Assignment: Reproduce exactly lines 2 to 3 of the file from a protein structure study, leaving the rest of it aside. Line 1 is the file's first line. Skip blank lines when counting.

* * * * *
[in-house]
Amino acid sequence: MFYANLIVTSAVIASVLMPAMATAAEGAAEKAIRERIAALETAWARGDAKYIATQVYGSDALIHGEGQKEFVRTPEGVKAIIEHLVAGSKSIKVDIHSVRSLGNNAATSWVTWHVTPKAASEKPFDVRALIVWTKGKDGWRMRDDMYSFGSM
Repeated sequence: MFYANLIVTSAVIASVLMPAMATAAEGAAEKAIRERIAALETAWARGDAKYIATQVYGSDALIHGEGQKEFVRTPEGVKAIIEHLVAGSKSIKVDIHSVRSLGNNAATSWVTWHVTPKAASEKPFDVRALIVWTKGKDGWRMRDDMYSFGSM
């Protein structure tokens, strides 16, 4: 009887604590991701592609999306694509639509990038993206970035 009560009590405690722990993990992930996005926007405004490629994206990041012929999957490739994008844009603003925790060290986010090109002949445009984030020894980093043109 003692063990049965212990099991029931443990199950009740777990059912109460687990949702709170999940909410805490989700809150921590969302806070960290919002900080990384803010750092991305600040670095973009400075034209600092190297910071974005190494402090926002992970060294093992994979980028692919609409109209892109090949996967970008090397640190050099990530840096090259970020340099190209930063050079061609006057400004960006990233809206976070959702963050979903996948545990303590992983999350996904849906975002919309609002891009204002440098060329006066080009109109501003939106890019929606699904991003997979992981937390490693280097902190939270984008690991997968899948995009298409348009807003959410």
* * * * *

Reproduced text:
Amino acid sequence: MFYANLIVTSAVIASVLMPAMATAAEGAAEKAIRERIAALETAWARGDAKYIATQVYGSDALIHGEGQKEFVRTPEGVKAIIEHLVAGSKSIKVDIHSVRSLGNNAATSWVTWHVTPKAASEKPFDVRALIVWTKGKDGWRMRDDMYSFGSM
Repeated sequence: MFYANLIVTSAVIASVLMPAMATAAEGAAEKAIRERIAALETAWARGDAKYIATQVYGSDALIHGEGQKEFVRTPEGVKAIIEHLVAGSKSIKVDIHSVRSLGNNAATSWVTWHVTPKAASEKPFDVRALIVWTKGKDGWRMRDDMYSFGSM